Time line shifts on sand dunes
Lake Michigan areas younger than
November 28, 2001
BY AMY E. NEVALA
courtesy of CHICAGO TRIBUNE
Lake Michigan sand dunes, long believed to have formed
more than 5,000 years ago, appear to have a much younger
and more complex history than previously thought.
For decades, geologists referred to the honey colored
dunes hugging the shorelines as "old." Except for minor
shifts in the dunes from waves and wind, they thought
the most drastic changes in their formation had ended
thousands of years ago.
Now researchers have found that in the past 500 years,
wind, waves and human activity have reshaped the dunes.
Instead of old, stable systems, parts of the dunes may
be quite young and active, requiring a different approach
in the way they are built on, mined and protected.
Although the history of the glaciers that carved the
Great Lakes region is fairly well understood, much remains
to be learned about the landscape since the ice left about
10,000 years ago, said Alan Arbogast, a geographer at
Michigan State University who conducted the research.
"There's probably not going to be another glacier or
Ice Age in our lifetime, so I want to know what's happening
to our landscape today and how we play a part in changing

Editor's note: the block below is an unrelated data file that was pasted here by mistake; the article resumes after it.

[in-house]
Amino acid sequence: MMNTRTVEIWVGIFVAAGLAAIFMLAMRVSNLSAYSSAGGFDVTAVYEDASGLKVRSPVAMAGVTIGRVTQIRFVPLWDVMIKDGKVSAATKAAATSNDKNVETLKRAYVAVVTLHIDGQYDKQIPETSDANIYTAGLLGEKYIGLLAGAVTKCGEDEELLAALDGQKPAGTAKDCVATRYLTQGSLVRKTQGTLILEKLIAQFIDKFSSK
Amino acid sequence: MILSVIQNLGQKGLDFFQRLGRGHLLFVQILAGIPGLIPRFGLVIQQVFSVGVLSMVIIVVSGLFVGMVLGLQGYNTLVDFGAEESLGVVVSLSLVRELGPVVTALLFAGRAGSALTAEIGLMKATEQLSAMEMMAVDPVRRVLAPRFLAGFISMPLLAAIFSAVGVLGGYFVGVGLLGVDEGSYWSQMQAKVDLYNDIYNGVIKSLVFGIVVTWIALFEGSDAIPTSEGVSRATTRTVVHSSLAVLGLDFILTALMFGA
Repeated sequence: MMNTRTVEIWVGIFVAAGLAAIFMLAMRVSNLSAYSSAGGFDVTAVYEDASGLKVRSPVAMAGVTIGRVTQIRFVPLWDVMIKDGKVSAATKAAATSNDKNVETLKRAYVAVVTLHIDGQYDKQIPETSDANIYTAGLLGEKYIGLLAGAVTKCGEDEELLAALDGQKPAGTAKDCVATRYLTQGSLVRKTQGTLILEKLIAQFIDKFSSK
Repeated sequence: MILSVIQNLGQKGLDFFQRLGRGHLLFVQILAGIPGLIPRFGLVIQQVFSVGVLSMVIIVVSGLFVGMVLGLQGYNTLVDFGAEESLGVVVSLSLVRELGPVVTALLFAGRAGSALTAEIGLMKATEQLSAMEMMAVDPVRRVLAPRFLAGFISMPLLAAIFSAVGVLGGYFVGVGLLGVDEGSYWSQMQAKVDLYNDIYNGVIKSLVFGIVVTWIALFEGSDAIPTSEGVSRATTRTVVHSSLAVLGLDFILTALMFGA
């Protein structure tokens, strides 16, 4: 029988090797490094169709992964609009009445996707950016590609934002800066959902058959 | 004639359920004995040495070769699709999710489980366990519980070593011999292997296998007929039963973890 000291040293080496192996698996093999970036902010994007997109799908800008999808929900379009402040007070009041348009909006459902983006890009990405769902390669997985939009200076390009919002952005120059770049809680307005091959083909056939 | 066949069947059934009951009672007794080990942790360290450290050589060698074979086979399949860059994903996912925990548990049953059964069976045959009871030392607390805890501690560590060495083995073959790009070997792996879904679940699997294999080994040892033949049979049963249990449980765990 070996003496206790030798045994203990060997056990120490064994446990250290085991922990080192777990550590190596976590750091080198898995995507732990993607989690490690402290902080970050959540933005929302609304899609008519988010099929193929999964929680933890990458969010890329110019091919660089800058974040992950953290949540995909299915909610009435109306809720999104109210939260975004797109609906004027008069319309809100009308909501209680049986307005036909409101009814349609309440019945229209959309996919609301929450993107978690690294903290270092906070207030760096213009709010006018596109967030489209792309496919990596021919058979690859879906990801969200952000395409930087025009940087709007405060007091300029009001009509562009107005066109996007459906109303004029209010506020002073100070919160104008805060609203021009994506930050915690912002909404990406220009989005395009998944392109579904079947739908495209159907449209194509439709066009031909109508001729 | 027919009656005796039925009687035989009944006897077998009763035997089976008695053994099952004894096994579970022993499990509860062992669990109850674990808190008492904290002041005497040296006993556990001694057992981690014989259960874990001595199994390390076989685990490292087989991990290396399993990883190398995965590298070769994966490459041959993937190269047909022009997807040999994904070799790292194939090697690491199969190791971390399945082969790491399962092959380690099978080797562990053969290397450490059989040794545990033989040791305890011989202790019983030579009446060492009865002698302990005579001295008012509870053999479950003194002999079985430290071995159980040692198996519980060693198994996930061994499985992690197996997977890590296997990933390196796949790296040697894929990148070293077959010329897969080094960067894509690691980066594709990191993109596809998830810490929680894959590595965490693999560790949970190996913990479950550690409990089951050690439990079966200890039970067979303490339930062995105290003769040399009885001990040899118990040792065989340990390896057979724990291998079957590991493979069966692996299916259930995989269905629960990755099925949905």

The 43-year-old scientist began his dune research three
years ago, while examining a gutted dune in Grand Haven.
A Kansas native who studied a sand prairie in the Great
Plains for his graduate work, Arbogast was puzzled when
he read assumptions about the age of the Lake Michigan
"It didn't seem to fit that they were old features that
have been just sitting around for 5,000 years without
changing much," he said. "Instead, our research shows
that the dunes have changed frequently in the last 5,000
Using a 100-foot dune in Van Buren State Park in South
Haven as an example, Arbogast explained how he mapped
the dunes' geologic history.
The dune, he said, started growing almost at lake level
as blowing sand accumulated in clumps of beach grass,
bushes and trees. As the vegetation died, more sand blew
in and eventually piled dozens of feet high.
Another layer of vegetation grew and died on the new
sand layer. The process repeated again and again and eventually,
a sand dune evolved, with layers of black, decomposed
By dating the layers of decomposed residue, Arbogast
reconstructed the history of the dune.
"We have learned that this particular dune began to
grow about 5,000 years ago and had distinct spurts of
growth around 4,100, 3,500 and 2,000 years ago," he said.
Much remains to be discovered, Arbogast said. For reasons
he still is studying, the Michigan dune stopped growing
for about 1,500 years. Two additional growth spurts occurred
in the past 500 years, the most recent 150 years ago.
With a few exceptions, Arbogast found similar histories
among the dunes along the beaches of northwestern Michigan
extending south to Indiana Dunes National Lakeshore.
The research builds on knowledge about what may be the
world's largest accumulation of dunes around a body of
The Great Lakes sand also has special qualities. Unlike
the gypsum sand of New Mexico or the calcite sand in Bermuda,
Great Lakes sand slips cleanly through the fingers, like
Noted for its even-textured grain, the sand is made
largely from quartz dumped by glaciers from Canada. Long
after the ice departed, wind swept the sand grains together
to form dunes as high as four-story buildings. The dunes
mingle with grass and forests and stretch for miles along